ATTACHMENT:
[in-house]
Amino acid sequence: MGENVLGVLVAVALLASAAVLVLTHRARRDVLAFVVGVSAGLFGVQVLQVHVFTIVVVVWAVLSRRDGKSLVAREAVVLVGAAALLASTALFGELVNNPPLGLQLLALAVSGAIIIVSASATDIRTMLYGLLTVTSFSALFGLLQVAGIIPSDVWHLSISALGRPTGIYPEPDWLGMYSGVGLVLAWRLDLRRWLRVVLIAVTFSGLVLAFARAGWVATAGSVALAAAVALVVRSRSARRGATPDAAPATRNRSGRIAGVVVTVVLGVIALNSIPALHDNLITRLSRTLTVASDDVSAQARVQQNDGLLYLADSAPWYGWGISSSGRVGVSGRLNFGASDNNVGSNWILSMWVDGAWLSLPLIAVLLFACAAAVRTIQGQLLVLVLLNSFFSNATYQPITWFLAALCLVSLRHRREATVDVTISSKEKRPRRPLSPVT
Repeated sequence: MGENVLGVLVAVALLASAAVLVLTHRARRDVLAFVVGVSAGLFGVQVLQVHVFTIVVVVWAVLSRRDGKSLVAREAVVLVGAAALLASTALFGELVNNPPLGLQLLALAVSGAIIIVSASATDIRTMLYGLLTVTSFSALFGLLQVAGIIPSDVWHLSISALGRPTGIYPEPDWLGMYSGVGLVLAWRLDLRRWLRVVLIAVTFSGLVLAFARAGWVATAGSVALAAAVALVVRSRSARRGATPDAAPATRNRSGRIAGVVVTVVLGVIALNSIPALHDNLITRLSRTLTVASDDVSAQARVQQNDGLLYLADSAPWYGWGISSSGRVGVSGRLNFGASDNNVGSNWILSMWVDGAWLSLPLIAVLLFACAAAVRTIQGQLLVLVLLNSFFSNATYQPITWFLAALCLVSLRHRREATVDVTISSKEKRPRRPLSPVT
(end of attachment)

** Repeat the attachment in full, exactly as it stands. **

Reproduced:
[in-house]
Amino acid sequence: MGENVLGVLVAVALLASAAVLVLTHRARRDVLAFVVGVSAGLFGVQVLQVHVFTIVVVVWAVLSRRDGKSLVAREAVVLVGAAALLASTALFGELVNNPPLGLQLLALAVSGAIIIVSASATDIRTMLYGLLTVTSFSALFGLLQVAGIIPSDVWHLSISALGRPTGIYPEPDWLGMYSGVGLVLAWRLDLRRWLRVVLIAVTFSGLVLAFARAGWVATAGSVALAAAVALVVRSRSARRGATPDAAPATRNRSGRIAGVVVTVVLGVIALNSIPALHDNLITRLSRTLTVASDDVSAQARVQQNDGLLYLADSAPWYGWGISSSGRVGVSGRLNFGASDNNVGSNWILSMWVDGAWLSLPLIAVLLFACAAAVRTIQGQLLVLVLLNSFFSNATYQPITWFLAALCLVSLRHRREATVDVTISSKEKRPRRPLSPVT
Repeated sequence: MGENVLGVLVAVALLASAAVLVLTHRARRDVLAFVVGVSAGLFGVQVLQVHVFTIVVVVWAVLSRRDGKSLVAREAVVLVGAAALLASTALFGELVNNPPLGLQLLALAVSGAIIIVSASATDIRTMLYGLLTVTSFSALFGLLQVAGIIPSDVWHLSISALGRPTGIYPEPDWLGMYSGVGLVLAWRLDLRRWLRVVLIAVTFSGLVLAFARAGWVATAGSVALAAAVALVVRSRSARRGATPDAAPATRNRSGRIAGVVVTVVLGVIALNSIPALHDNLITRLSRTLTVASDDVSAQARVQQNDGLLYLADSAPWYGWGISSSGRVGVSGRLNFGASDNNVGSNWILSMWVDGAWLSLPLIAVLLFACAAAVRTIQGQLLVLVLLNSFFSNATYQPITWFLAALCLVSLRHRREATVDVTISSKEKRPRRPLSPVT